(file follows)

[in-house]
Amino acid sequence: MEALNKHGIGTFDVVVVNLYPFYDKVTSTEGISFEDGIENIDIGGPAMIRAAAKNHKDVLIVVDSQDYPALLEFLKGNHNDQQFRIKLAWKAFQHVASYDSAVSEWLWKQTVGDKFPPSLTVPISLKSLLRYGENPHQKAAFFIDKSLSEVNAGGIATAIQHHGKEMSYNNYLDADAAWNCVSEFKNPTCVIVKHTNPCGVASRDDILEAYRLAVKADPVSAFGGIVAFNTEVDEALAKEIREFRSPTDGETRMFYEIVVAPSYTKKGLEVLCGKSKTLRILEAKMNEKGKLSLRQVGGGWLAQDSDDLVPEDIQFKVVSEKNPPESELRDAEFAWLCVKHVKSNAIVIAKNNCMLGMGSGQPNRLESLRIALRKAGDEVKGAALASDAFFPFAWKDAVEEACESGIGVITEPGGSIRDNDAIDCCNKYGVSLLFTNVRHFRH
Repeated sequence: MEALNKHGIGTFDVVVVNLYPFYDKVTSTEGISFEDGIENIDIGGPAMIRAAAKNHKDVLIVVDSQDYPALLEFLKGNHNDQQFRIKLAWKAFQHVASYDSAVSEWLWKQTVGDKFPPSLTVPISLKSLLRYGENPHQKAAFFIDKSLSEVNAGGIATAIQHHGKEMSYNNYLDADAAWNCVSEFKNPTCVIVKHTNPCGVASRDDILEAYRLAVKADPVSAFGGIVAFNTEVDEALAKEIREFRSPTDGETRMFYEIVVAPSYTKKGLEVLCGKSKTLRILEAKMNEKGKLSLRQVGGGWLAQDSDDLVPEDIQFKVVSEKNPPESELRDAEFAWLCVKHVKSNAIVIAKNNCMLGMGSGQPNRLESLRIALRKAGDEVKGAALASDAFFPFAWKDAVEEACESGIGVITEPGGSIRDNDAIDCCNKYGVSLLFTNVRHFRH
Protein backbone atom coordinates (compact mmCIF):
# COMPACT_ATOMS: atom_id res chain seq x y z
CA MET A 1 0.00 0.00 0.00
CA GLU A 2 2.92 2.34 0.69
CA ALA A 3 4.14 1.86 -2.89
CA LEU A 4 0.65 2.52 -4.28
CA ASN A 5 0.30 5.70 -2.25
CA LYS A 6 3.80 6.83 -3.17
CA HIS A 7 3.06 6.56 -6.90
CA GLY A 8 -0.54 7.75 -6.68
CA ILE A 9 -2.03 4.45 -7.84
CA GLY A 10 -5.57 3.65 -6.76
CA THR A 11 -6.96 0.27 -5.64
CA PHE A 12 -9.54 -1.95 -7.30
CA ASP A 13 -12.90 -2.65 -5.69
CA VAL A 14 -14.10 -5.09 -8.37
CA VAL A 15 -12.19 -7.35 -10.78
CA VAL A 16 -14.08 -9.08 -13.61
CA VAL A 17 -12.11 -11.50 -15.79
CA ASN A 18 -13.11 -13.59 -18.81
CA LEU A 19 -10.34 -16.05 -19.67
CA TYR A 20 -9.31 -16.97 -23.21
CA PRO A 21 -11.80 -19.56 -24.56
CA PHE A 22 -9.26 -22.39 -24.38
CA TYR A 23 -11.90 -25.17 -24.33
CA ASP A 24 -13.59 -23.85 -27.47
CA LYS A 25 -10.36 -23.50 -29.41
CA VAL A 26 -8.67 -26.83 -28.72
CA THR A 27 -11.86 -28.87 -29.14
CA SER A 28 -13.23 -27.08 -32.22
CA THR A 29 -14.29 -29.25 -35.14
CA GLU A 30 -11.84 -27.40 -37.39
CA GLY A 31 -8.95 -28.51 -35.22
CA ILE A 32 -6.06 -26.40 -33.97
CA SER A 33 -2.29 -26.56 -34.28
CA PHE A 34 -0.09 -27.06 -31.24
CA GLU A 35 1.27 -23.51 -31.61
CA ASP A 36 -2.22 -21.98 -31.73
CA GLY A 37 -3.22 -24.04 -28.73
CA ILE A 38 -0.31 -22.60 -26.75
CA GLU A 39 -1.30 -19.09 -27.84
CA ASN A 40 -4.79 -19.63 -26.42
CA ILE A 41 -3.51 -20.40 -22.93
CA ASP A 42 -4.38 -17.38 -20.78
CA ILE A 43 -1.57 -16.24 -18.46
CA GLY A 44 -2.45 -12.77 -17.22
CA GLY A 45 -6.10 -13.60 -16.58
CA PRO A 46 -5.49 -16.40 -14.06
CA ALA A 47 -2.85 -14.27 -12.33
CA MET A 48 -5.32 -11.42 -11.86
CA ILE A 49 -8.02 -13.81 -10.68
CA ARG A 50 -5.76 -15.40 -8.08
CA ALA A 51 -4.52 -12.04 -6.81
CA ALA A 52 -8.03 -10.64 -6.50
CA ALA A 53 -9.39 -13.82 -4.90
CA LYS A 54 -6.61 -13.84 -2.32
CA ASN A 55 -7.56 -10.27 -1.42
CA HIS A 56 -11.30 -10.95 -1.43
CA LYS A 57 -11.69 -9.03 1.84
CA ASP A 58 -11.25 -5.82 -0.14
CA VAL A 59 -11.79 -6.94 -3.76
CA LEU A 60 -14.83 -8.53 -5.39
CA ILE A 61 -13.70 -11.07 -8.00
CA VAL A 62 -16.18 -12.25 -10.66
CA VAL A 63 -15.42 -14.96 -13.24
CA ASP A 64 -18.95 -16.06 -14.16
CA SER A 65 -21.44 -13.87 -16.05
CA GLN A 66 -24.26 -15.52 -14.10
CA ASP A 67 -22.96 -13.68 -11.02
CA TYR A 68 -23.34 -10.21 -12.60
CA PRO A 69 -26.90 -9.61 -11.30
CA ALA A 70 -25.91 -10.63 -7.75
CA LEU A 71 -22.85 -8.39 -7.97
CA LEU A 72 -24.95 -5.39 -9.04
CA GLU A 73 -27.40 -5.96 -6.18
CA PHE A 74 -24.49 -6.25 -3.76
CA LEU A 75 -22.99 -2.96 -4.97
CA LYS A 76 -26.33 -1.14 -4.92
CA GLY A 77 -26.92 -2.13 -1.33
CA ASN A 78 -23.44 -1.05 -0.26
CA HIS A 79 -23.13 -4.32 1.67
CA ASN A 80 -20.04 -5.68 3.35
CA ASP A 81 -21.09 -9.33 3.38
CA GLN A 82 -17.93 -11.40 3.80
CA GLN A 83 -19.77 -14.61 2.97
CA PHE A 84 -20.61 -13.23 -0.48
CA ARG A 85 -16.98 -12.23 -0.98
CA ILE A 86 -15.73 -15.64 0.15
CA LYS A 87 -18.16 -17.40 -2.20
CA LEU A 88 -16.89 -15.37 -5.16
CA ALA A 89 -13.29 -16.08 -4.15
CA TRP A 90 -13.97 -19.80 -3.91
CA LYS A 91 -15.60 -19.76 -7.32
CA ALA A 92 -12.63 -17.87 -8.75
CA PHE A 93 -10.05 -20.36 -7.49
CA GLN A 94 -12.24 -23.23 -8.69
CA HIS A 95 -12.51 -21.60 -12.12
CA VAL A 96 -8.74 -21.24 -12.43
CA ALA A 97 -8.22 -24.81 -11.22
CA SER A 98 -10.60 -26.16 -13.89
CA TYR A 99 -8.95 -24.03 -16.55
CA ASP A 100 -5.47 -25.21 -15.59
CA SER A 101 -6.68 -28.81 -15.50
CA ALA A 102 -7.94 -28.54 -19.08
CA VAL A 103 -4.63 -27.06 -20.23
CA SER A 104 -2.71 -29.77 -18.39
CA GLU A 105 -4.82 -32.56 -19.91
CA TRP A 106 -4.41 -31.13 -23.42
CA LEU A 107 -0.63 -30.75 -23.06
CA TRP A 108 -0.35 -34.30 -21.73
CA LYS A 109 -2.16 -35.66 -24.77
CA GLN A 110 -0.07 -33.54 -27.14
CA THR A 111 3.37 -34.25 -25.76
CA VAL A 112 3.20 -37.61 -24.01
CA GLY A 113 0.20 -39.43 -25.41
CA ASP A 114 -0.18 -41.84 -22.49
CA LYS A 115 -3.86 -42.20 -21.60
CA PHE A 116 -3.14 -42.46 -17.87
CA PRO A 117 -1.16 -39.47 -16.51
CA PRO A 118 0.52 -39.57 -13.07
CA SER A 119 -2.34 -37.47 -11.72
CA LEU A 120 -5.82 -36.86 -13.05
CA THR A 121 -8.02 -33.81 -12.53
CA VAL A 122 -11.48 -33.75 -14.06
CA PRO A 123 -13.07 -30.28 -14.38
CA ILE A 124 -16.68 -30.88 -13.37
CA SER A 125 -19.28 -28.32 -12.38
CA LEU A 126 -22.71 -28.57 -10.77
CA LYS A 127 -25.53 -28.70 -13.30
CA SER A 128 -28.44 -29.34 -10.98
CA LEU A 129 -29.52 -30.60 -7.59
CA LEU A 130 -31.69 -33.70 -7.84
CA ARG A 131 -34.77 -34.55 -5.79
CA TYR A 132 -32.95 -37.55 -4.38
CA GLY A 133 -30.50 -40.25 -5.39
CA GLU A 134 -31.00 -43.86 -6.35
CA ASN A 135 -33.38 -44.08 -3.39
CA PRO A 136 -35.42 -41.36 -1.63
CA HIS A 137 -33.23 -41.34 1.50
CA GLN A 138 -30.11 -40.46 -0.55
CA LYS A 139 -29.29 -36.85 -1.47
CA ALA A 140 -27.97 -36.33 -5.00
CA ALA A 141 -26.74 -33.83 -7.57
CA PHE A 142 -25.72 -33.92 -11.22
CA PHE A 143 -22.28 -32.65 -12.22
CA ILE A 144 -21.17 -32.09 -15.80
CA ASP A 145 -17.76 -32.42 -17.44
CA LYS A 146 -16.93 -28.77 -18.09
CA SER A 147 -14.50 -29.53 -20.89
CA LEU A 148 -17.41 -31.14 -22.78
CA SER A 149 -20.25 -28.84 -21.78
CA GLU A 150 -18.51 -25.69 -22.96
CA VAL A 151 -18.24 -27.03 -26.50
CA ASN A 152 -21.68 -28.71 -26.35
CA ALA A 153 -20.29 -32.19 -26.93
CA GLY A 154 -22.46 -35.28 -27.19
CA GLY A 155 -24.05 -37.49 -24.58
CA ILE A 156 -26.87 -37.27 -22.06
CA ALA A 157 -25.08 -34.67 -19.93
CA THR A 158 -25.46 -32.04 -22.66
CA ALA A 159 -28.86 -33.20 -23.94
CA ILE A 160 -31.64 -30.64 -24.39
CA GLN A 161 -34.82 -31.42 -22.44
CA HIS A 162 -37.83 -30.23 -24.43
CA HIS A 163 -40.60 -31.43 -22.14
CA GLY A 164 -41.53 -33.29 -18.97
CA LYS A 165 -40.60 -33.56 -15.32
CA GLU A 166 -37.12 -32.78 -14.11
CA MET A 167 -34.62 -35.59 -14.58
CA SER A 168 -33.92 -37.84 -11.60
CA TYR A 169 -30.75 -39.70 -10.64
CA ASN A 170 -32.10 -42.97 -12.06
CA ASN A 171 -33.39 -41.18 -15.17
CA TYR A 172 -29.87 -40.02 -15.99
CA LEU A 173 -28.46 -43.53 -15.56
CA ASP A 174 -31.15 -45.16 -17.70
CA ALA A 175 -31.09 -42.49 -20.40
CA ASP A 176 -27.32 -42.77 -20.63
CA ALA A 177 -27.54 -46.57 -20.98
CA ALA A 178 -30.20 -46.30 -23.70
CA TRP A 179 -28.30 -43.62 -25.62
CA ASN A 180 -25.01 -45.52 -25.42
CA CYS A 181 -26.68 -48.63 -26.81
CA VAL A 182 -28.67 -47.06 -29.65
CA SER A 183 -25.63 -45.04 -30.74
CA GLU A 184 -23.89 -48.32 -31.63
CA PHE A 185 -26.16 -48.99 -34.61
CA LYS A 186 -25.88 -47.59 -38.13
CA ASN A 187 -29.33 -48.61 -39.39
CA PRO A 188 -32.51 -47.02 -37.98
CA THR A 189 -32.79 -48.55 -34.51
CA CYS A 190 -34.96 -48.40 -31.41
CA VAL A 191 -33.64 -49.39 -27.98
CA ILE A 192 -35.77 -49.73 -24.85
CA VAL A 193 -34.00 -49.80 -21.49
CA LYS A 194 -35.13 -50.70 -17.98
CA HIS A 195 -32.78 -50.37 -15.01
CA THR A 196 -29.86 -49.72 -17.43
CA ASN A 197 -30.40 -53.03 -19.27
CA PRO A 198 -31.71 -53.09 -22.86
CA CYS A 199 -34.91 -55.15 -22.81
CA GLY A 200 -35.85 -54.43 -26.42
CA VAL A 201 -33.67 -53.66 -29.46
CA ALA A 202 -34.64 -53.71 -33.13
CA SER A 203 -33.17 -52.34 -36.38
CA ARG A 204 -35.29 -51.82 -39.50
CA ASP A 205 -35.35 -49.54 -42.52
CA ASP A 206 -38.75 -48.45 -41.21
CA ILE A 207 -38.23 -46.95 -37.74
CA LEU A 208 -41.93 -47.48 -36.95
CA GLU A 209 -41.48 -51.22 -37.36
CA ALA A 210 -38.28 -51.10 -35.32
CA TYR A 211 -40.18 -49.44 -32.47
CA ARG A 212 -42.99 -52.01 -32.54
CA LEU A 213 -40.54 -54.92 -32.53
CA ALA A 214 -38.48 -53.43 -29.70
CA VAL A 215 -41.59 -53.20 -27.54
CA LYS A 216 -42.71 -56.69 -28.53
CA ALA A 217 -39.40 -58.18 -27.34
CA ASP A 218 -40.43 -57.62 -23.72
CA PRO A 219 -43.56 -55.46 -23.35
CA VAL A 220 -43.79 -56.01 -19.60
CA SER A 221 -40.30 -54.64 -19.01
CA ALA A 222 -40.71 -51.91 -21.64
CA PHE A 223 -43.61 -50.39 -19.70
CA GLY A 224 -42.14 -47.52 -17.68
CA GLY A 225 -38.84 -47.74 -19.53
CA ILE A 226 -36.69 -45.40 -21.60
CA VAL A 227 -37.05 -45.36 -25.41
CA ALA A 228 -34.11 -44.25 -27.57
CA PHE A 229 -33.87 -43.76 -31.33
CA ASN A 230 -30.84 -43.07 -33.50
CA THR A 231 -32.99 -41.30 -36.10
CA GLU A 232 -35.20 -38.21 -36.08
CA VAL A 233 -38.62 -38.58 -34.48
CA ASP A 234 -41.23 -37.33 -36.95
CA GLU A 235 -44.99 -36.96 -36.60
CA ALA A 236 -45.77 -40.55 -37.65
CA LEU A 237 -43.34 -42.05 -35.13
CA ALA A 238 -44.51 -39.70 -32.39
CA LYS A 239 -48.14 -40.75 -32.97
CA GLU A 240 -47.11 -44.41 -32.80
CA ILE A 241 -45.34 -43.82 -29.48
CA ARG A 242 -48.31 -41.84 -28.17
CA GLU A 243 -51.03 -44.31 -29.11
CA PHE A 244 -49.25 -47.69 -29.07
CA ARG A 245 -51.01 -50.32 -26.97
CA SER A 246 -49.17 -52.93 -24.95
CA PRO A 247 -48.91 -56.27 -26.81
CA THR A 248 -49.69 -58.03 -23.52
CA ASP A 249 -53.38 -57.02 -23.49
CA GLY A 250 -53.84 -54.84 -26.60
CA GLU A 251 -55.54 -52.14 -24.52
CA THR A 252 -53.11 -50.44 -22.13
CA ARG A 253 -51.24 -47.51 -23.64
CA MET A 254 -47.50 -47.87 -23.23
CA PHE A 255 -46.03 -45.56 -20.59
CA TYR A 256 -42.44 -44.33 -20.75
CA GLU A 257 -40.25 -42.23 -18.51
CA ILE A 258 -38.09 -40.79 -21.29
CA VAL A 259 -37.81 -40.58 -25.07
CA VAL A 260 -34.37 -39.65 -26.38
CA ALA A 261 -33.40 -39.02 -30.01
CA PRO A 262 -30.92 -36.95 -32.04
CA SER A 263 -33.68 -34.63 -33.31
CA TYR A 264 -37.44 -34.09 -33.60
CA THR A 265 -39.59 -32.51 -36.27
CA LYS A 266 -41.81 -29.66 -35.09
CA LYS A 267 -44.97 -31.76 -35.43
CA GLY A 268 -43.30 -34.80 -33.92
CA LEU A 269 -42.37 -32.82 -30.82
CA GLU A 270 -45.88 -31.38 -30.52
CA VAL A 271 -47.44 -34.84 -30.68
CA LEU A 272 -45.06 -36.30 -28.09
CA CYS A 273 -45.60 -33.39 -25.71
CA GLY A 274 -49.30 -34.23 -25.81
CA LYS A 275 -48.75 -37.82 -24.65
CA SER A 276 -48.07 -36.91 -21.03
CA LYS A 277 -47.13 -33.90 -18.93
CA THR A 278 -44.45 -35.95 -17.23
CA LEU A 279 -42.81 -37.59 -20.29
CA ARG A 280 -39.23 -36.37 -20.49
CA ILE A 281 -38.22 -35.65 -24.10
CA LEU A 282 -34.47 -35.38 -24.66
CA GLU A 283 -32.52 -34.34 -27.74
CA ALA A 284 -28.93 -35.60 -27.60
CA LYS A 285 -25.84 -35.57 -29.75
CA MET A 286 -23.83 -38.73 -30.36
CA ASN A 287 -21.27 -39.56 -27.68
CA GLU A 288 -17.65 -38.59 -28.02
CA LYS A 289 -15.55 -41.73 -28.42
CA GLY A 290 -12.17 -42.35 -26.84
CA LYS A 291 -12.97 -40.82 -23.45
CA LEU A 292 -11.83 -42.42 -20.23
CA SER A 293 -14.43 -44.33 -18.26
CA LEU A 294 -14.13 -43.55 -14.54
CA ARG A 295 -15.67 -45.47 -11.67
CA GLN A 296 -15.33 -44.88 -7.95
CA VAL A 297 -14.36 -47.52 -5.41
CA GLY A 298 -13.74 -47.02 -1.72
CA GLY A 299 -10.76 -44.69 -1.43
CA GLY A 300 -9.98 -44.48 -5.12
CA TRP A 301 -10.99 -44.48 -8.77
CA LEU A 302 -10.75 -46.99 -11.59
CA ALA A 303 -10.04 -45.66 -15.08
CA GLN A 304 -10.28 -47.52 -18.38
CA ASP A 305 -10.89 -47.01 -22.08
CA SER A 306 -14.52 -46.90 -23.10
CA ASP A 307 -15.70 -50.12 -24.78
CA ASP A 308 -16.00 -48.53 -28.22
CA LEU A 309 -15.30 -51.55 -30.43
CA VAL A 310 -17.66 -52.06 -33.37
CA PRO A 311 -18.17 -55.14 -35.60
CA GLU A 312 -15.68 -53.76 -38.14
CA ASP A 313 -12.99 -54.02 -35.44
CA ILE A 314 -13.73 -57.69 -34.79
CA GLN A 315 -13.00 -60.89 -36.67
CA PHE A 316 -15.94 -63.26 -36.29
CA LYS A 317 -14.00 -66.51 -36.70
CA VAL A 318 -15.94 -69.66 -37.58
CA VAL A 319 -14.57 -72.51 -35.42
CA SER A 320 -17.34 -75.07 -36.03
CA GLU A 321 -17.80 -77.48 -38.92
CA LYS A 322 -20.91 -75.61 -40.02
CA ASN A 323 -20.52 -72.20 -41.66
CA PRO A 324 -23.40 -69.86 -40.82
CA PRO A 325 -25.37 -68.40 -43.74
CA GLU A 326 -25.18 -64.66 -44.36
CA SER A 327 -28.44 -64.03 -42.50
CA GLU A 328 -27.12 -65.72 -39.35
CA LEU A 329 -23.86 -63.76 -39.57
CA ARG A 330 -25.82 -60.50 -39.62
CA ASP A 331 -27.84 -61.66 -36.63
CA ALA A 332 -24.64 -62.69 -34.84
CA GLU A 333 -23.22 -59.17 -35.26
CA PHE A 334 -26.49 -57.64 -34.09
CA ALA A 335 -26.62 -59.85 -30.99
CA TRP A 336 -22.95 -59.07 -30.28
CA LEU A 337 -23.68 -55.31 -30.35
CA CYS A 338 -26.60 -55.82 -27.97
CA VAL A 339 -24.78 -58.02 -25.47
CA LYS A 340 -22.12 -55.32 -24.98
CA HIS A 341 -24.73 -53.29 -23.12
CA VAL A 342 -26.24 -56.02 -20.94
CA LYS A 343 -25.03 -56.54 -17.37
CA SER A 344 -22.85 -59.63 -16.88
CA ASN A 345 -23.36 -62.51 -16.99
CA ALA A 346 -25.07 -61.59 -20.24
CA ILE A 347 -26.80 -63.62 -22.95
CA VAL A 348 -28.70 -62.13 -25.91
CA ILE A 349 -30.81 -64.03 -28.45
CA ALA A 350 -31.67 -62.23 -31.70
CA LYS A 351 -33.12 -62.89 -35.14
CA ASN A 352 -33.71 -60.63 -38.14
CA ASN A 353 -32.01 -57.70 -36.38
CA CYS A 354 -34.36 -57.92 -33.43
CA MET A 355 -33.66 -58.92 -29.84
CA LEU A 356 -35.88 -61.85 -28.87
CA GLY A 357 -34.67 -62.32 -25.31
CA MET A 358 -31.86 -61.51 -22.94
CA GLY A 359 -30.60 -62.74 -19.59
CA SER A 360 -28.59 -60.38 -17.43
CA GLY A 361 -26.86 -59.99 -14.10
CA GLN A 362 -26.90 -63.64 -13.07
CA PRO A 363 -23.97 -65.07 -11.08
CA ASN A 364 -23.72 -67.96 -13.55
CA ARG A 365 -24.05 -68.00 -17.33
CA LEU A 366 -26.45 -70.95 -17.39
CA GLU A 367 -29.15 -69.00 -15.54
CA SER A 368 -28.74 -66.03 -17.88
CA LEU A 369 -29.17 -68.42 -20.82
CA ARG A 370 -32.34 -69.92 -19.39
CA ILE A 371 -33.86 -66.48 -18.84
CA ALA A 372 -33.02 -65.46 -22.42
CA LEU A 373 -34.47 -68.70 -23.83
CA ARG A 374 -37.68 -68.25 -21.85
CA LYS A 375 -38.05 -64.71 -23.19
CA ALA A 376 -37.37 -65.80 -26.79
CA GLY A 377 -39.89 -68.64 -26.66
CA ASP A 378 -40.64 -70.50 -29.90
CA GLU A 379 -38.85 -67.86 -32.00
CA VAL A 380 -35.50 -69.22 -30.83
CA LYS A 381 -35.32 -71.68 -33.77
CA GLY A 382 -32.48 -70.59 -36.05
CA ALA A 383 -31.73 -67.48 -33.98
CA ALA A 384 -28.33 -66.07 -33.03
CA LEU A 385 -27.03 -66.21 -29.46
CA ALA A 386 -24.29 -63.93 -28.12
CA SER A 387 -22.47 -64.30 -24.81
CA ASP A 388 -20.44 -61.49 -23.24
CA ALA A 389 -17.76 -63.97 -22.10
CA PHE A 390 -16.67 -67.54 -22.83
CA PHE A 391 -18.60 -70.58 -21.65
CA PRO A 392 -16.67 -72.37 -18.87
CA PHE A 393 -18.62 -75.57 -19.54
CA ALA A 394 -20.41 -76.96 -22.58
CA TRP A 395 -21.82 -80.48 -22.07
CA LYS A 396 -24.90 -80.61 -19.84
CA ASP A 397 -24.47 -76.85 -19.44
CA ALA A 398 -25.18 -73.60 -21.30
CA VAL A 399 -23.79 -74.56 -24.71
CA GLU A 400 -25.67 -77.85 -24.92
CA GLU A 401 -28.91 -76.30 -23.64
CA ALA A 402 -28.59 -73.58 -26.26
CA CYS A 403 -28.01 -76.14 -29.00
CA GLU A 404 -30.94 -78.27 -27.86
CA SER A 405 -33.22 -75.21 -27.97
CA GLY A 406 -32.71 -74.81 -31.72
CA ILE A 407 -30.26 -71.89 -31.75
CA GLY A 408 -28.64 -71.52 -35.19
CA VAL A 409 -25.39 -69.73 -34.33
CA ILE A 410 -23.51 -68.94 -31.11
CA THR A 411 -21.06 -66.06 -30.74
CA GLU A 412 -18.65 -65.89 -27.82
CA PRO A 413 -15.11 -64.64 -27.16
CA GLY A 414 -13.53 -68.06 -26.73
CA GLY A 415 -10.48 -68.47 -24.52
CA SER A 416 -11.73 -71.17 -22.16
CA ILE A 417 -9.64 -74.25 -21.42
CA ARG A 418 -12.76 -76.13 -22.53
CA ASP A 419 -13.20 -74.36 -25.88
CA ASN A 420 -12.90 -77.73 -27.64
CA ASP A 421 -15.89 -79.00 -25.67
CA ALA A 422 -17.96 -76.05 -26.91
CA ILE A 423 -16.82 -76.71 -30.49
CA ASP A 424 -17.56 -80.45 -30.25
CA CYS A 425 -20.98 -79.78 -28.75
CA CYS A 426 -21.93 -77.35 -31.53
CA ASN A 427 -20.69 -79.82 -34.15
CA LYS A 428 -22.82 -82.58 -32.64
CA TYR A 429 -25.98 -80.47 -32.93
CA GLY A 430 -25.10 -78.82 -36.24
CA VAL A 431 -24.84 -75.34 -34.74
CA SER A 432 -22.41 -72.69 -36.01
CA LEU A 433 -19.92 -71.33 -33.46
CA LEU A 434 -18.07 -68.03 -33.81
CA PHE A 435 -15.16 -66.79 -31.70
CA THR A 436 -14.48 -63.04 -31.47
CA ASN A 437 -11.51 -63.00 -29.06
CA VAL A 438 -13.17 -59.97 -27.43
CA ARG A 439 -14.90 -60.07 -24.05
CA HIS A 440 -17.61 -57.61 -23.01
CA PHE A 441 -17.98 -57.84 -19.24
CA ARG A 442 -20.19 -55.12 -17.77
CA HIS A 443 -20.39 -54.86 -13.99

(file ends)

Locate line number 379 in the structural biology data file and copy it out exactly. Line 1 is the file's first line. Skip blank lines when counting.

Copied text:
CA ARG A 374 -37.68 -68.25 -21.85